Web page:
• If you took an RMD from an inherited IRA in 2020, you can roll it back into the same inherited IRA by August 31, 2020.
  • If you took an RMD in 2020 and roll it over, you won’t be subject to the 1-rollover-per-365-days rule. You can find more information about rollover rules at

If you’d like to roll back an RMD to an IRA, follow these steps. Step 2 includes instructions to specify if this is a rollover. If you’d like to roll back an RMD from an inherited IRA, please call us at 877-662-7447 Monday through Friday from 8 a.m. to 8 p.m., Eastern time.

Flexible distribution from retirement accounts

Under the CARES Act, investors affected by the coronavirus may be able to distribute up to $100,000 from an IRA or employer-sponsored plan in 2020.* These distributions won’t be subject to the normal 10% early withdrawal penalty.

Additionally, the income tax due on those distributions can be spread over 3 years, and investors have the option to return some or all of the funds to an IRA or another retirement plan within 3 years. These rollovers won’t be subject to the 1-rollover-per-365-days rule.

The IRS recently expanded the eligibility criteria. You may be eligible to take a distribution if:

  • You, your spouse, or your dependent is diagnosed with COVID-19.
  • You, your spouse, or member of your household experience adverse financial consequences due to COVID-19 as a result of furlough, layoff, reduction in work hours, inability to work due to lack of child care, closing/reduced hours of the business you own or operate, having pay or self-employment income reduced, or having a job offer rescinded or start date for a job delayed.

Roth IRA conversions and distributions

In addition to the above CARES Act provisions, you may be considering a Roth IRA conversion to take advantage of lower income and lower taxes in 2020. While current market volatility makes it nearly impossible to know the best time to convert, doing so when your retirement account values are down may lessen the tax impact of the conversion.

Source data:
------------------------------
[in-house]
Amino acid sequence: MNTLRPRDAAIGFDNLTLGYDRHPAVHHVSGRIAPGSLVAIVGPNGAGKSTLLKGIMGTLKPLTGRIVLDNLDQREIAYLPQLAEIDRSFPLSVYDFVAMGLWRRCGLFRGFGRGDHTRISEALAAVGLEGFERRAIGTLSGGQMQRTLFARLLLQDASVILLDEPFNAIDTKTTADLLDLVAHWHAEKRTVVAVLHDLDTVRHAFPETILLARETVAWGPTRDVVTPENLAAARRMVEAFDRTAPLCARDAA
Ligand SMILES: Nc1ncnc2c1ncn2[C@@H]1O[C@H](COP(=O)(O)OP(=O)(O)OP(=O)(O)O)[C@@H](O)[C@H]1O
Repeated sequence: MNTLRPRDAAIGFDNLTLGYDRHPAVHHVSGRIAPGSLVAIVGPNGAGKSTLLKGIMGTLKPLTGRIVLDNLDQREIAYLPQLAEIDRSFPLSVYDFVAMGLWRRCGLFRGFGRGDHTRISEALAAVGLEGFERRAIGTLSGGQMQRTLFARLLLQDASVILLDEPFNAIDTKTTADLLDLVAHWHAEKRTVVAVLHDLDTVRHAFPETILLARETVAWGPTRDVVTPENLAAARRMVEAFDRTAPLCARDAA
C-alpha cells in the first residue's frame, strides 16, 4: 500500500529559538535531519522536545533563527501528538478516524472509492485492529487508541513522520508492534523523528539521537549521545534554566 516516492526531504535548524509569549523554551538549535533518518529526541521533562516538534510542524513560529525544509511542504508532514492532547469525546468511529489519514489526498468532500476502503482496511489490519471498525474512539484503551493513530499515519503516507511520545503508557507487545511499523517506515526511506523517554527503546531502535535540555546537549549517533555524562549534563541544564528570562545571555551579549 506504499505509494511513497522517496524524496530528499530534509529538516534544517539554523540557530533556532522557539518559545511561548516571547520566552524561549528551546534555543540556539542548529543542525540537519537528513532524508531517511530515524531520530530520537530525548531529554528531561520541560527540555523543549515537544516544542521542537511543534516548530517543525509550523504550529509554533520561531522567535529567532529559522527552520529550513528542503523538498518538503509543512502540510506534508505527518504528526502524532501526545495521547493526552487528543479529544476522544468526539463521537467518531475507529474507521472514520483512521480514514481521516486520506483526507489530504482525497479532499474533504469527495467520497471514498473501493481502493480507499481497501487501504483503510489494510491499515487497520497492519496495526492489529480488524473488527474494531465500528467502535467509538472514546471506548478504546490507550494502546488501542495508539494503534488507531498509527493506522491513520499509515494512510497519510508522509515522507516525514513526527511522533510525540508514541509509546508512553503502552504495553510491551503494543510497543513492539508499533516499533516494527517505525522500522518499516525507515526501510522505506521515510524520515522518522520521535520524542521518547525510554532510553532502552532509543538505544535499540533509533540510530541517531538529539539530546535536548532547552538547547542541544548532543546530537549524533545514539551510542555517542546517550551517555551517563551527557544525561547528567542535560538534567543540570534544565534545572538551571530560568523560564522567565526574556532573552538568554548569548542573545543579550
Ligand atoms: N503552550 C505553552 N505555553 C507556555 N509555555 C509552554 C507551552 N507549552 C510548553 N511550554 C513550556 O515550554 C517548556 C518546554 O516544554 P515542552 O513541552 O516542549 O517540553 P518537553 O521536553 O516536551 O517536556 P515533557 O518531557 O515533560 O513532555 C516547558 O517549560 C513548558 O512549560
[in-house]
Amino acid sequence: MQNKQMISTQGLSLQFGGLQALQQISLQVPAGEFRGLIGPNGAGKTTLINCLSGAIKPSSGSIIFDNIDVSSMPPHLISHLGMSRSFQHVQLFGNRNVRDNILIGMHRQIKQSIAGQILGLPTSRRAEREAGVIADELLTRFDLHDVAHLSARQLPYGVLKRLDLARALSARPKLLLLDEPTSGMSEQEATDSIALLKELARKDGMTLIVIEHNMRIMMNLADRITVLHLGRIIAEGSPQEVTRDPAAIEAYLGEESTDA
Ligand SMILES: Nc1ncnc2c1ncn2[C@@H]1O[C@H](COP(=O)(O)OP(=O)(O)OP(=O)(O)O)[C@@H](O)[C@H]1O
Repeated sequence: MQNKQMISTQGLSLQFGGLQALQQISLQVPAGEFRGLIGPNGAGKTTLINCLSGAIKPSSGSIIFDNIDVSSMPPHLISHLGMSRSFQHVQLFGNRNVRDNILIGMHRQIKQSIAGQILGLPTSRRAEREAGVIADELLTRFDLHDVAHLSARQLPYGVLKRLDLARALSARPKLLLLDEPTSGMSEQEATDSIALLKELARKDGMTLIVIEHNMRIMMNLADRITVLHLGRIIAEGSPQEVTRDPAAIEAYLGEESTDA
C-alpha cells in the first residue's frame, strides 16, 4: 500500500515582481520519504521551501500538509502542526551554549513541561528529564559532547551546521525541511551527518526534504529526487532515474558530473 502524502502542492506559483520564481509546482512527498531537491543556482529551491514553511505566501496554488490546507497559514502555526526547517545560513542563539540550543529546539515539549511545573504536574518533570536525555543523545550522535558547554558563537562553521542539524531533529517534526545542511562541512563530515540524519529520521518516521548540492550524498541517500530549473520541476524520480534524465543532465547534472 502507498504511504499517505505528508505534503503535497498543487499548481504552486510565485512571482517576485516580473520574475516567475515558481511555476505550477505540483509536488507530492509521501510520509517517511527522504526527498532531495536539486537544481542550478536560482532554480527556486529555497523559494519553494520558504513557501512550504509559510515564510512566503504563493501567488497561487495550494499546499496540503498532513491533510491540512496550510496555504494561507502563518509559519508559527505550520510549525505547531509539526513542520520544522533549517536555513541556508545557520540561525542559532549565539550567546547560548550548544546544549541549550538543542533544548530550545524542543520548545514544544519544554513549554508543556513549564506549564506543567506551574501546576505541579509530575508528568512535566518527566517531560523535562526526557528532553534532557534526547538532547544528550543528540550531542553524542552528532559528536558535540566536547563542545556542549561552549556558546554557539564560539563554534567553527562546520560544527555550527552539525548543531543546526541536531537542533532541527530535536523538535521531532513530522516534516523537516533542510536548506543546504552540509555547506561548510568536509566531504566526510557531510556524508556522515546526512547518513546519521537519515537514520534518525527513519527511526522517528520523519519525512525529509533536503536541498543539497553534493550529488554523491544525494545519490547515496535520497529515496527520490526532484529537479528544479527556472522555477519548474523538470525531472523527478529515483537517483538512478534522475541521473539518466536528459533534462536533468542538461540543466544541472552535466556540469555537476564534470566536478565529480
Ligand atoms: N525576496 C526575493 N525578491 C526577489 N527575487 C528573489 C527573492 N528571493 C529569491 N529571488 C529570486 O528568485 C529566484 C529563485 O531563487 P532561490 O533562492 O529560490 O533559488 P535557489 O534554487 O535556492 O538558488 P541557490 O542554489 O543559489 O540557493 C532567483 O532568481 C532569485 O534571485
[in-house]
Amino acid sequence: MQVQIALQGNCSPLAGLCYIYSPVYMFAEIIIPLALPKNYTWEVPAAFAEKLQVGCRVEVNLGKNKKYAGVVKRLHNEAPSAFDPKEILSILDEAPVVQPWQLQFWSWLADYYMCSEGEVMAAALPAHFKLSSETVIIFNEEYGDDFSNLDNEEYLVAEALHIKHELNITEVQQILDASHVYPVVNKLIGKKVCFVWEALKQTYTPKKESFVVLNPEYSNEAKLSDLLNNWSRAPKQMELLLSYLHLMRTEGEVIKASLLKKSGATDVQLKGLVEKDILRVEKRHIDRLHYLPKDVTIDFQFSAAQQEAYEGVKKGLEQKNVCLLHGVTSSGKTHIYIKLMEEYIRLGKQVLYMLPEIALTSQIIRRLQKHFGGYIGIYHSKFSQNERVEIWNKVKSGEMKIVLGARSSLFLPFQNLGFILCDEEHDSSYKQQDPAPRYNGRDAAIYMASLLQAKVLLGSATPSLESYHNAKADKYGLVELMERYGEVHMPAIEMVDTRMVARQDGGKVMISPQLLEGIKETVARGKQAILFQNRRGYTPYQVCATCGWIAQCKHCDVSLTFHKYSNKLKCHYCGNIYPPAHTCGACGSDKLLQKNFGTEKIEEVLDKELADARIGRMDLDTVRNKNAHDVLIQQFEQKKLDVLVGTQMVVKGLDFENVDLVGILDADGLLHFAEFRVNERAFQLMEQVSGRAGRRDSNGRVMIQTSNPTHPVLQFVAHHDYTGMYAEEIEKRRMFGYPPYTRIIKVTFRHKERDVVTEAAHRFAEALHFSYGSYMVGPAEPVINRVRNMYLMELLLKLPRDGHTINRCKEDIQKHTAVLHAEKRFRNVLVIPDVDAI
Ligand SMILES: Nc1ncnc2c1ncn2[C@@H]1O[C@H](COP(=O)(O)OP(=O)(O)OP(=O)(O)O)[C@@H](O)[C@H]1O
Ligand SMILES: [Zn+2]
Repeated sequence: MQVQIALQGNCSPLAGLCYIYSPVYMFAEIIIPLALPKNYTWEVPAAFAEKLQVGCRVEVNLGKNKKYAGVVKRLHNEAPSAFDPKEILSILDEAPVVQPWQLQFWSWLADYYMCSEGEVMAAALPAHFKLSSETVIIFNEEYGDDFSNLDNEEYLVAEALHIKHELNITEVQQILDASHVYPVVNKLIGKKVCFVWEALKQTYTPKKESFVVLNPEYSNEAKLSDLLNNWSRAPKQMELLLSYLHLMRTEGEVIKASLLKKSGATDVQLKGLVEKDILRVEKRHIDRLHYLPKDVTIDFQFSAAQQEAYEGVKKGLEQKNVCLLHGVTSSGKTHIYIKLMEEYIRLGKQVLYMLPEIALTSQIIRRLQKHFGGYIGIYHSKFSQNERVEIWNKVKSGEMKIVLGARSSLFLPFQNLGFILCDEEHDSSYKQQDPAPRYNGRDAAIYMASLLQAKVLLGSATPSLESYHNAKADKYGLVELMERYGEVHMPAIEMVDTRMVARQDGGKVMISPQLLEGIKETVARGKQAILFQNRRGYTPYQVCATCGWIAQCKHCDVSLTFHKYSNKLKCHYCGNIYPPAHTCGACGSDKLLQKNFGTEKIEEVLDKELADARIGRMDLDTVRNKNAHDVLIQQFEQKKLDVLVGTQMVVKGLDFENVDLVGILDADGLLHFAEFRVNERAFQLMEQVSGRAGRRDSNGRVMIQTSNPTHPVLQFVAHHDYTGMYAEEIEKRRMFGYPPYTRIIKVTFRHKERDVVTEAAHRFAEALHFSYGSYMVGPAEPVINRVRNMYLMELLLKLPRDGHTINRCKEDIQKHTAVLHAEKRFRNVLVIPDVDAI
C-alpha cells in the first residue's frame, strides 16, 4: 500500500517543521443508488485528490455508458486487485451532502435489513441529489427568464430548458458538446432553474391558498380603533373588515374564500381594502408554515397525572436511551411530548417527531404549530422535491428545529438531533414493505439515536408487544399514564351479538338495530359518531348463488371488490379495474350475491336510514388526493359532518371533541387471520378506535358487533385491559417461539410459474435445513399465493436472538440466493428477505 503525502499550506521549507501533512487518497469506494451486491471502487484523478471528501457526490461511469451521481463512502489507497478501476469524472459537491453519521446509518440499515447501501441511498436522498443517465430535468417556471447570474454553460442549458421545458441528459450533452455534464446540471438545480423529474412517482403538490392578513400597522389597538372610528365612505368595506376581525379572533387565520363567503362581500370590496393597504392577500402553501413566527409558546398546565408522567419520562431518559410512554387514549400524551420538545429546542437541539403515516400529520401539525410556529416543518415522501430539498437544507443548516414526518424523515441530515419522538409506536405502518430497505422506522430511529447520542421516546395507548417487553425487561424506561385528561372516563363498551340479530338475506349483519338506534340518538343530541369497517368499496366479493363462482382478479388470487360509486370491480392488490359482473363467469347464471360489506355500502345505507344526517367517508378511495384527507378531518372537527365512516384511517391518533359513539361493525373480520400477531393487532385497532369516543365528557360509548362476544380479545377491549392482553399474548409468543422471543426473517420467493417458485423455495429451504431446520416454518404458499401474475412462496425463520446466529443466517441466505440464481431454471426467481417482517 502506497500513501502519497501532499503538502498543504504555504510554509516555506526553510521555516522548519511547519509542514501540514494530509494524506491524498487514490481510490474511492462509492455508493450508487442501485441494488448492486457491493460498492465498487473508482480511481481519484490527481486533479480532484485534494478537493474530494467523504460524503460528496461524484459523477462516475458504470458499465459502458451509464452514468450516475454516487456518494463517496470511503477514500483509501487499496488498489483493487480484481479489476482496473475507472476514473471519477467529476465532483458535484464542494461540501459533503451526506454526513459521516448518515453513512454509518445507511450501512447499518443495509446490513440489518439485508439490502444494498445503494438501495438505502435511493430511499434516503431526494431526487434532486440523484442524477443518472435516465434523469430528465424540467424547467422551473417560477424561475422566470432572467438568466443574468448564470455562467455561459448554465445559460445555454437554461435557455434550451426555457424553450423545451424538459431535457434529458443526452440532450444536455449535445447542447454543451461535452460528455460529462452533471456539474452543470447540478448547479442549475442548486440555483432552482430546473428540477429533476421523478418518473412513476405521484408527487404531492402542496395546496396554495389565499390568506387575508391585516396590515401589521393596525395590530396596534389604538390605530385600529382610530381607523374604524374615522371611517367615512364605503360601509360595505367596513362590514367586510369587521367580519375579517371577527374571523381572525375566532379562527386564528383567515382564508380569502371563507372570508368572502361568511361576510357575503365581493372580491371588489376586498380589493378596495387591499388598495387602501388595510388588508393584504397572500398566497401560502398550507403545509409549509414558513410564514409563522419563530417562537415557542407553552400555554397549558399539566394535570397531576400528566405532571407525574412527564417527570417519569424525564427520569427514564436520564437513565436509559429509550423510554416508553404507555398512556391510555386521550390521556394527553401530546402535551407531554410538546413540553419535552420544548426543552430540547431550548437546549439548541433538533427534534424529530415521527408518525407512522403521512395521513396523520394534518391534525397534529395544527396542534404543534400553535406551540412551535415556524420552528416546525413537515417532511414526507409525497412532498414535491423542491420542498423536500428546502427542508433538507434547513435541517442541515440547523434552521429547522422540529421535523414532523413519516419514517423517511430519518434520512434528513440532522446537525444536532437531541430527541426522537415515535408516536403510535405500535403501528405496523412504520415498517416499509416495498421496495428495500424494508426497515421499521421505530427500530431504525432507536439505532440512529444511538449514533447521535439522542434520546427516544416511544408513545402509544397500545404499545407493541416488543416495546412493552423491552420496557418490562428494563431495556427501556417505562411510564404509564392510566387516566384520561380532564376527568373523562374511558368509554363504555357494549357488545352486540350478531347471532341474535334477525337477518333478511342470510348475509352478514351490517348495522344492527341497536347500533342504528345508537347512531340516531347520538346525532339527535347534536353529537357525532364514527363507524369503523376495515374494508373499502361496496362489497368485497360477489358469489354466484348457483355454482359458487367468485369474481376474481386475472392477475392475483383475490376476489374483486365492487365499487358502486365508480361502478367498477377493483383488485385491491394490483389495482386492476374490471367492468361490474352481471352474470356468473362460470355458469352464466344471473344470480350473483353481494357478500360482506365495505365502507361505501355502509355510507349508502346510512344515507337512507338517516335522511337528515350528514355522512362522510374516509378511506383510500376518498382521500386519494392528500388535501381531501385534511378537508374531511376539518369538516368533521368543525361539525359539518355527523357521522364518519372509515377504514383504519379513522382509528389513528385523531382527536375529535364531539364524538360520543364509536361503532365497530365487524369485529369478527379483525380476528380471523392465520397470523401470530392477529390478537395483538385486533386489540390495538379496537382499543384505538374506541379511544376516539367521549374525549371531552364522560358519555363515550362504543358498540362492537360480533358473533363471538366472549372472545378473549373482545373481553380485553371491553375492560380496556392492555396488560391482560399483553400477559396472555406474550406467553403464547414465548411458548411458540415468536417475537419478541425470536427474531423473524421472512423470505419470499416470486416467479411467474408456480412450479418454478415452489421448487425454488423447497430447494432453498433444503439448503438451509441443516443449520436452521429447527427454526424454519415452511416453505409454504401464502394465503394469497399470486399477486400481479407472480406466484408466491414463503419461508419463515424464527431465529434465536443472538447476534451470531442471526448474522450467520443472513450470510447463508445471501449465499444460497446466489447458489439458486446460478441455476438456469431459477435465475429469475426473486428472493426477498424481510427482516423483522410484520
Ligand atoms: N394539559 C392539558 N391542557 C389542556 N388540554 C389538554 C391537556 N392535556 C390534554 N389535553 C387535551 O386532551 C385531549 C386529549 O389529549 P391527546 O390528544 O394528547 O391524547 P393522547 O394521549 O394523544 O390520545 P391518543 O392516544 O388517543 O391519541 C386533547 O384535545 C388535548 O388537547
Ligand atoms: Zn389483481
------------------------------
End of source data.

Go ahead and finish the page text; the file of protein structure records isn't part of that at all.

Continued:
Since the CARES Act allows you to skip RMDs for 2020, you can convert assets from a traditional IRA to a Roth IRA this year without first satisfying the typically required RMD. See this article for more details and considerations to find out if a Roth conversion makes sense for you. Keep in mind that converted assets can’t be reversed or recharacterized at a later time.

If you already have a Roth IRA and need access to the funds, you can withdraw contributions anytime without paying taxes since the contributions were made on an after-tax basis. This is a standard benefit of the Roth IRA and not an added relief option associated with the CARES Act.

We’re here to help you every step of the way. If you’re a Personal Advisor client and would like to discuss your options, please log on to your Vanguard account and schedule an appointment.

*The $100,000 maximum is an aggregate amount per investor, against all retirement accounts.


All investing is subject to risk, including the possible loss of the money you invest.

We recommend that you consult a tax or financial advisor about your individual situation.